Updated: Jun 14, 2019
Alice Boyd: Interview with Paule Constable
Paule Constable is a lighting designer who has worked at major venues both in the UK and internationally. She is an associate of the National Theatre, the Lyric Hammersmith and for Matthew Bourne’s New Adventures. She has created the lighting design for many productions at the National Theatre, including Follies, The Curious Incident of the Dog in the Night-Time, War Horse, and Angels in America. She has been the recipient of multiple Olivier, Tony, Helpmann and Knight of Illumination Awards, alongside other accolades. She is currently working on Matthew Bourne's Romeo and Juliet.
What's your favourite thing about lighting design?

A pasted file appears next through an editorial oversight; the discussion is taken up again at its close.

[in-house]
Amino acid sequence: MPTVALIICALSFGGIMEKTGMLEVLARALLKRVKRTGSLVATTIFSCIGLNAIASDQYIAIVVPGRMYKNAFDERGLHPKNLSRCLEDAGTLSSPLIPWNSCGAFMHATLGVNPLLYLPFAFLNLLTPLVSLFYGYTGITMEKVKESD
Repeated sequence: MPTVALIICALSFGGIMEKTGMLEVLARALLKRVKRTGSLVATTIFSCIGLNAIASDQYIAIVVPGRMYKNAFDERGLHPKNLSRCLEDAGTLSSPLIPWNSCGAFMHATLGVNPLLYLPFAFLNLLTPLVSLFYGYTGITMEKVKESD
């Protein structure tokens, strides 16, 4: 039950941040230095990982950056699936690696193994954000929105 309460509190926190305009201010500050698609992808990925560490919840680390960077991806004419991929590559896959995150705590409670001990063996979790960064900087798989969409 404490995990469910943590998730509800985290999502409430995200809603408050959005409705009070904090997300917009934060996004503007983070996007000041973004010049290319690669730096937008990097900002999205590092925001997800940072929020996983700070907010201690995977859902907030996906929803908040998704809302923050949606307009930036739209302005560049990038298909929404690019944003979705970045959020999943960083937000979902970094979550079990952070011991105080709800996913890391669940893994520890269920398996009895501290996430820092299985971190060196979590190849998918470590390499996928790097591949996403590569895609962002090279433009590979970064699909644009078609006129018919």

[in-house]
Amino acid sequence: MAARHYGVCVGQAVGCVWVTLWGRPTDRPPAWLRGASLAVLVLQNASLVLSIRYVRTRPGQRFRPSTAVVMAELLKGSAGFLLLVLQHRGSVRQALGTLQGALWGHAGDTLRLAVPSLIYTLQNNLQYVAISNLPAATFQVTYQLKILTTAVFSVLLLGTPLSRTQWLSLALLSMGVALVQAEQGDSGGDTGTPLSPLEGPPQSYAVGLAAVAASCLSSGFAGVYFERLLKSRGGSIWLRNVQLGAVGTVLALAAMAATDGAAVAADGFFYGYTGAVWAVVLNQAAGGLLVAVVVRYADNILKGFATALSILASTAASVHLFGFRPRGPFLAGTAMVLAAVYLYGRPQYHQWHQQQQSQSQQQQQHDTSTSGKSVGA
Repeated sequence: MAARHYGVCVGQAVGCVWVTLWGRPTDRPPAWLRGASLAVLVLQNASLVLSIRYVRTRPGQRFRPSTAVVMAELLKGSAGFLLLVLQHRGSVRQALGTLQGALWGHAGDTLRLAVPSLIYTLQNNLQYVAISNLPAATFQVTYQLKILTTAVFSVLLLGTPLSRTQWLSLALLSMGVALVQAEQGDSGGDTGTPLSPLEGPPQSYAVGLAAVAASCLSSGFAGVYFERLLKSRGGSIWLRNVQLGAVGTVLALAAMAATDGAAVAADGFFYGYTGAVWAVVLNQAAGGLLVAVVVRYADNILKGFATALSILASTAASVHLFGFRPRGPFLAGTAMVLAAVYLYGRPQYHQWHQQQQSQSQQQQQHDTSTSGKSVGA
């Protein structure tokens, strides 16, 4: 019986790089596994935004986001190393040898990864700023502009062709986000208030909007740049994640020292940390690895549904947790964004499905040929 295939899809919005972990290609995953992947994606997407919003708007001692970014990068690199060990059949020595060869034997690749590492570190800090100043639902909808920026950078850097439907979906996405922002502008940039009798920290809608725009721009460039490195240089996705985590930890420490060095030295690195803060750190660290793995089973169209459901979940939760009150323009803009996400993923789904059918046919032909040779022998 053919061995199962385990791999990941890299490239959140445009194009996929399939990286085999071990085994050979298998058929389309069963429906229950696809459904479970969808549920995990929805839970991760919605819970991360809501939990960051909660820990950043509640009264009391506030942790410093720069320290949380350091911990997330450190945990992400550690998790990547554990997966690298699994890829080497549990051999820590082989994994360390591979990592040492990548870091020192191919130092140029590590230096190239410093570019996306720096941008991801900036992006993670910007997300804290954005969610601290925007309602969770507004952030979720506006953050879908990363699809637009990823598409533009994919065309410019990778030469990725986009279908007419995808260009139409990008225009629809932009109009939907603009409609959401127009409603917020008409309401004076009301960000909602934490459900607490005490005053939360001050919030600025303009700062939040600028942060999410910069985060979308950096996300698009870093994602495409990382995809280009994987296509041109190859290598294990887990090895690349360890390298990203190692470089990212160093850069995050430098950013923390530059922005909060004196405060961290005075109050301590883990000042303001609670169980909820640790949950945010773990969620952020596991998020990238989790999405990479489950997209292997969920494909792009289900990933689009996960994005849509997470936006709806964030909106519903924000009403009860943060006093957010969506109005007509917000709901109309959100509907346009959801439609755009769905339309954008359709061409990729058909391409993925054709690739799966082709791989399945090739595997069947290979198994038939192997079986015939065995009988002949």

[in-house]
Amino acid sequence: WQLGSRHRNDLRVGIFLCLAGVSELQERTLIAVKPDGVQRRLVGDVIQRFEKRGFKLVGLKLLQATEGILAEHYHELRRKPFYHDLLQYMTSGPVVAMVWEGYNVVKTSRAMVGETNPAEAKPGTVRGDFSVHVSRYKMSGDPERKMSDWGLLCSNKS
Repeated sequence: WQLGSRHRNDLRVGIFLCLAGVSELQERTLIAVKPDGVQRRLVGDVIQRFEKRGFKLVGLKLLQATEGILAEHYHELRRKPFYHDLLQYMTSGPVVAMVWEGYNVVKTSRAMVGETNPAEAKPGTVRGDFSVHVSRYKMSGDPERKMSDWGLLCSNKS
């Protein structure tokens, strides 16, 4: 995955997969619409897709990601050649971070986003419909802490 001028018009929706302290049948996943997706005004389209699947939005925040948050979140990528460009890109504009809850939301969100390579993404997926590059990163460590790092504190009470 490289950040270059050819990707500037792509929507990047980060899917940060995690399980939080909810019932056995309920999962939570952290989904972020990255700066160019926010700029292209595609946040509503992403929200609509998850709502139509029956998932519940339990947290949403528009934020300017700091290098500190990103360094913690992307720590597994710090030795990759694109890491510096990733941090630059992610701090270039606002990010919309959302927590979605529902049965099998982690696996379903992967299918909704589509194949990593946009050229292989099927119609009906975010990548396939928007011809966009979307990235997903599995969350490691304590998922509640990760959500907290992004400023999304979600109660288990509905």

That's a really simple question. My favourite thing about lighting design is darkness. I really love an absence of light. I think it's what makes light more interesting. So often, good lighting is about what you don't put light on. Everything for me starts with nothing. I keep banging onto people about how taking responsibility for the use of resource is good design practice because it implies a rigour.
Rigour is my other complete obsession. Making it dramaturgical. Technology is a means to an end. As a lighting designer, if you invite an audience to engage with beauty and story in the same way that everything they're seeing and hearing is telling a story, then it becomes more holistic. I think that's when work becomes interesting.
"There's a school of thought where lighting can be seen as decorative and it can be seen as 'stuff'. I think a lot of people are drawn to lighting because they're excited about working with technology and that sort of thing. For me, lighting isn't about the 'stuff', it's about the air that you press."